Big Eyes

January 3, 2015 at 2:08 pm | Posted in 2014 | Leave a comment
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◊ ◊ ½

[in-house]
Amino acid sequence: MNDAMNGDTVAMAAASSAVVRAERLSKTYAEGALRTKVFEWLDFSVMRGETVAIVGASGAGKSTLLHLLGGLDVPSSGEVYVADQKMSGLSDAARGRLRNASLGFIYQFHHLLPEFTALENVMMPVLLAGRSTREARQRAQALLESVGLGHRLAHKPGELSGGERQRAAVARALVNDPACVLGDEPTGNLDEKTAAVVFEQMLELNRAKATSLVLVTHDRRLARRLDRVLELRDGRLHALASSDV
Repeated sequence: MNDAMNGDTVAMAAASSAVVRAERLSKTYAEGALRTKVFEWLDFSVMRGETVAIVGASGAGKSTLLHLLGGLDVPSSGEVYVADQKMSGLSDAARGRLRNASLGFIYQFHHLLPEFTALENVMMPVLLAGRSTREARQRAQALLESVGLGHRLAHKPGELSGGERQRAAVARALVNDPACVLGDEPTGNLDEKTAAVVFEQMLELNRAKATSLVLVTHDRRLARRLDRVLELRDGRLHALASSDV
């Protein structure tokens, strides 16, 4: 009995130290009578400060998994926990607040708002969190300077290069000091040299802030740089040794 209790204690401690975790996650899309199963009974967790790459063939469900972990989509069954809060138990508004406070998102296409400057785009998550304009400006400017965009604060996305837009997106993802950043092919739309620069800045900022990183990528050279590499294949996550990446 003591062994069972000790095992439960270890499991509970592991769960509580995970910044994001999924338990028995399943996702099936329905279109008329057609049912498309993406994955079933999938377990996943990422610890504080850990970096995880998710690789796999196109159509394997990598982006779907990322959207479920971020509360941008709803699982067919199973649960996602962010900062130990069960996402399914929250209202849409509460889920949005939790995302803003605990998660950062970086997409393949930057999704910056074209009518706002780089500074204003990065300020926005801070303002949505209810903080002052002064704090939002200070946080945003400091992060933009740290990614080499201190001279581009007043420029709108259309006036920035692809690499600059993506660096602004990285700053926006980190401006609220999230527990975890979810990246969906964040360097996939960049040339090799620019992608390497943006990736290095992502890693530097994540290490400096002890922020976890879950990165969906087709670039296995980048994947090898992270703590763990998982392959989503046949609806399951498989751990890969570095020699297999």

Though true stories may not seem like Tim Burton’s bailiwick, this one seems right up his alley. Margaret Keane was your typical 50s housewife, as naive and prim as you might imagine a woman from that era could be. But, she also fancied herself a painter and wiled away her time making truly, truly awful paintings of doe-eyed, weepy children. These are the things nightmares are made of and, thus, perfect Burton territory. It doesn’t hurt that you have a manipulative, con-artist husband who orchestrated a successful scam that lead to Keane becoming the top selling artist in the world. Burton has long needed a work to rein him in. In his early years, his weird vision was brilliant (“Beetlejuice” “Edward Scissorhands,” “Nightmare Before Christmas”) but it all got a bit unhinged later and his takes on “Alice in Wonderland” and “Charlie and the Chocolate Factory” were a mess. Here, he is constrained by the physics of 1950s America. It tones him down but his Burton-ness still shows through in the CGI idyllic backgrounds, the cartoonish acting and the too-50s-to-be-real feeling of the entire film. Christoph Walz (“Inglourious Basterd,” “Django Unchained”) gives a manic performance as Margaret’s ne’er-do-well husband. Walz is really the most magnetic thing to watch here. He has remarkably almost eradicated his German accent (no small task at all – Ahnuld still struggles after 40 years) to play the American Walter Keane and he does so with a frenetic, grinning idiocy that borders on slapstick. Amy Adams mostly plays it straight as the beleaguered Margaret and, as a result, while the film focuses on her (which is most of the time), it is much less fun. Walz turns what would otherwise be a standard drama into a biographical satire or, perhaps, a satirical drama (something strange and hard to classify). The story reaches an absurd point in a courtroom scene that I thought had to be made up (it wasn’t — I checked). This film was ridiculous and odd and, occasionally, even funny but mostly odd. As such, it had Tim Burton written all over it.

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